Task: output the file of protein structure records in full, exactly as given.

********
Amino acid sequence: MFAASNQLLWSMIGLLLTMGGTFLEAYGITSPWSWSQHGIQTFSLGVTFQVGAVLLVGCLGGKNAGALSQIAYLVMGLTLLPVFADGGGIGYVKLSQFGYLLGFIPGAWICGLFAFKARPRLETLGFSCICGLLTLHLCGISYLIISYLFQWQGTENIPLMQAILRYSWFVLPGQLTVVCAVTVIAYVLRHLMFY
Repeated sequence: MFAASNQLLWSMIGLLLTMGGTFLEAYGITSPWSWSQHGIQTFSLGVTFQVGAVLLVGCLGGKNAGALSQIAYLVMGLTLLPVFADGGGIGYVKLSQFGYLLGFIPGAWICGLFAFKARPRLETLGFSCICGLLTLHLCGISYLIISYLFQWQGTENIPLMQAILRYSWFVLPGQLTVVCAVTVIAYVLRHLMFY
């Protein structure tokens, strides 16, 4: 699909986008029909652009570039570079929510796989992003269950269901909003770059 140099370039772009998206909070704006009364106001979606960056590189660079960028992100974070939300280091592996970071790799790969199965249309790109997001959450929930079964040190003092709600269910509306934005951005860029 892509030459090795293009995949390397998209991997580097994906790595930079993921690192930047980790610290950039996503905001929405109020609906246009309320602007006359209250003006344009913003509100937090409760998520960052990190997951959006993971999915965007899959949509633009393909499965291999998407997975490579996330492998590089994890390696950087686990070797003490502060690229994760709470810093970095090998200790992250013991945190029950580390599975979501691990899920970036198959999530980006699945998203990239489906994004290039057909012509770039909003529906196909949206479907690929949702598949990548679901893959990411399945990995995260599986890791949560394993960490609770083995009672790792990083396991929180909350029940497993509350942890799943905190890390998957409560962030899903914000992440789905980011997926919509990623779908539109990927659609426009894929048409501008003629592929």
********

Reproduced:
Amino acid sequence: MFAASNQLLWSMIGLLLTMGGTFLEAYGITSPWSWSQHGIQTFSLGVTFQVGAVLLVGCLGGKNAGALSQIAYLVMGLTLLPVFADGGGIGYVKLSQFGYLLGFIPGAWICGLFAFKARPRLETLGFSCICGLLTLHLCGISYLIISYLFQWQGTENIPLMQAILRYSWFVLPGQLTVVCAVTVIAYVLRHLMFY
Repeated sequence: MFAASNQLLWSMIGLLLTMGGTFLEAYGITSPWSWSQHGIQTFSLGVTFQVGAVLLVGCLGGKNAGALSQIAYLVMGLTLLPVFADGGGIGYVKLSQFGYLLGFIPGAWICGLFAFKARPRLETLGFSCICGLLTLHLCGISYLIISYLFQWQGTENIPLMQAILRYSWFVLPGQLTVVCAVTVIAYVLRHLMFY
């Protein structure tokens, strides 16, 4: 699909986008029909652009570039570079929510796989992003269950269901909003770059 140099370039772009998206909070704006009364106001979606960056590189660079960028992100974070939300280091592996970071790799790969199965249309790109997001959450929930079964040190003092709600269910509306934005951005860029 892509030459090795293009995949390397998209991997580097994906790595930079993921690192930047980790610290950039996503905001929405109020609906246009309320602007006359209250003006344009913003509100937090409760998520960052990190997951959006993971999915965007899959949509633009393909499965291999998407997975490579996330492998590089994890390696950087686990070797003490502060690229994760709470810093970095090998200790992250013991945190029950580390599975979501691990899920970036198959999530980006699945998203990239489906994004290039057909012509770039909003529906196909949206479907690929949702598949990548679901893959990411399945990995995260599986890791949560394993960490609770083995009672790792990083396991929180909350029940497993509350942890799943905190890390998957409560962030899903914000992440789905980011997926919509990623779908539109990927659609426009894929048409501008003629592929």